Where did they go wrong?

Look closely at this footage. There are a couple glaring issues that I see. I am not here to armchair quarterback the French however here is a suggestion to those of you under the stroke of this keyboard.

1- even under the most pristine conditions, the USSS vets those people on the ropeline for the grip and grin. Notwithstanding the metal detectors, you can not detect intent from a cursory search for weapons. Keep that in mind.

2- when walking a rope-line or barrier, the security element moves down the greeting line in front and to the rear of the protectee with at least one person (normally the AIC or DL) just to his rear.
1 to 2 guys lead the formation down the greeting line normally closer to the onlookers than the protectee. As you walk down the line you are looking at? Guess? That’s it HANDS. As the protectee passes each person the specialists following him are looking at what? Right again- HANDS. Specifically the hands of the people you’ve just passed.

The DL or AIC just behind the protectee walking parallel to him/her is focusing on the people directly greeting the protectee and glancing towards where they are headed and always ready to: alert, shield and move in the event of an attack. That’s the basics 101. Too much to put in a blog.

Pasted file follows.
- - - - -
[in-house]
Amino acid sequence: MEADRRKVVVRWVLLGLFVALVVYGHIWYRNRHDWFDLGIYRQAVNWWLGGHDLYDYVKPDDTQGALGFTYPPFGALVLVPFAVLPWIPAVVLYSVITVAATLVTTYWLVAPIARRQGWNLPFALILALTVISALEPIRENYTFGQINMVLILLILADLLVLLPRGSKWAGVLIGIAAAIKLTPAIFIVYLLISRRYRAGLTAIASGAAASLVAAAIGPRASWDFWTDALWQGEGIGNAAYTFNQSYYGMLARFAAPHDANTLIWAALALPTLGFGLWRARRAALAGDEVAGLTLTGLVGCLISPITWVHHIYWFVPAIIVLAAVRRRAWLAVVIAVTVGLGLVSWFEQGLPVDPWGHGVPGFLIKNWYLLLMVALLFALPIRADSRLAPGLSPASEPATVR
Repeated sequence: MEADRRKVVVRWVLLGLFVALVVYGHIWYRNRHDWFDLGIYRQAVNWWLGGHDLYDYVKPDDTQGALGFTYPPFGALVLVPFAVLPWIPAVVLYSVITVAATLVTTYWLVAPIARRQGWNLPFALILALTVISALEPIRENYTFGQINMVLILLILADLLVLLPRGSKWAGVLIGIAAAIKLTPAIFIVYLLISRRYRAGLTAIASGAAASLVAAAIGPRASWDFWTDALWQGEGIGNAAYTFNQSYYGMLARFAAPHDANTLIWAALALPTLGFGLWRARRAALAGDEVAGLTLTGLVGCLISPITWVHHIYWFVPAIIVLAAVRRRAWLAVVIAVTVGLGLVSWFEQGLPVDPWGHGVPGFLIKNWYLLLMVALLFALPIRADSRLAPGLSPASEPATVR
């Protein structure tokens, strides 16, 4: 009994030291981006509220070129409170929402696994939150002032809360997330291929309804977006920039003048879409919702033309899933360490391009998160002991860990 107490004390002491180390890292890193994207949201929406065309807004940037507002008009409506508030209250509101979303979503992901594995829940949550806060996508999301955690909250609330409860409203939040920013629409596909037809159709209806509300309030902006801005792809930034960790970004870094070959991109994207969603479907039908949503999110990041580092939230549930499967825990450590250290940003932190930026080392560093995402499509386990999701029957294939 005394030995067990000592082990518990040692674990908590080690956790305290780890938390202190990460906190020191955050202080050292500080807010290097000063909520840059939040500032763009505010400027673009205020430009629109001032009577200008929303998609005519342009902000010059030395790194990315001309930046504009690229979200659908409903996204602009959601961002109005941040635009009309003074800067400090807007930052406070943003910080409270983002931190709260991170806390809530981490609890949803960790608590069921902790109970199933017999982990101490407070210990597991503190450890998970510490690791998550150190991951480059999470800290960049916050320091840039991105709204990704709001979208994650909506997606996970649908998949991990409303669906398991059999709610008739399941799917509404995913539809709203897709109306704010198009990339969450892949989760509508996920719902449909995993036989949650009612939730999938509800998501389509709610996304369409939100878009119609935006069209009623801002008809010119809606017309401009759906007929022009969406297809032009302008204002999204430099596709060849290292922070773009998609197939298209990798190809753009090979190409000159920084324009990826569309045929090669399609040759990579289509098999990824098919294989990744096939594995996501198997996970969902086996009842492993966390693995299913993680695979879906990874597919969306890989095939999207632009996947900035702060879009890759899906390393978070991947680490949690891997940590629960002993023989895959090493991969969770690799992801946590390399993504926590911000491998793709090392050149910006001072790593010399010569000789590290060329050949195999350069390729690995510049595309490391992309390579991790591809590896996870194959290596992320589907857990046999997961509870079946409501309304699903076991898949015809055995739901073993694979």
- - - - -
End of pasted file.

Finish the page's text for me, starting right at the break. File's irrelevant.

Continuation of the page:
What I was concerned about is this:
The guy leading the formation gives up ground and moves out of the way for the camera videotaping the incident, putting him (agent) way out of position. That’s a No No! Especially on official protection. In the private sector you may have to give up that ground but someone has to fill in that gap immediately.

Secondly, the formation was behind the president, putting him in almost an apex to the protective group, the entire time. The closest person to the rope-line appears to be some staffer or government official. Their positions left him totally exposed.

Third, when they responded, they never moved the president away. Remember, diversion.

The assailant was actually behind the people closest to the barrier, placing him in a obscured position, but close enough to launch the attack.

It is always prudent to educate your protectees on rope-line grip and grins. Never take a full handshake. And never, never extend your hands into the crowd for obvious. If President Sarkozy hadn’t caught his balance he could have landed hard on the barrier or even worse, over the barrier.

What did they do right? I always agree that you should have protection specialists paralleling the team on the other side of the barrier. This allows the team to see both sides of the crowd as well as see the protectees reaction if he/she has a concern. Moreover, any would be assailant can’t focus on what his intentions are and who is watching him. This reduces the moment of recognition ( attack behavior) versus moment of commitment (when the assailant fully commits). That span of time has a direct reflection in whether an attack is successful or not.

Let me end with this, I am in no way blaming anyone for what happened but as I am blogging this so are the French analyzing what happened and how to alleviate it from happening again.

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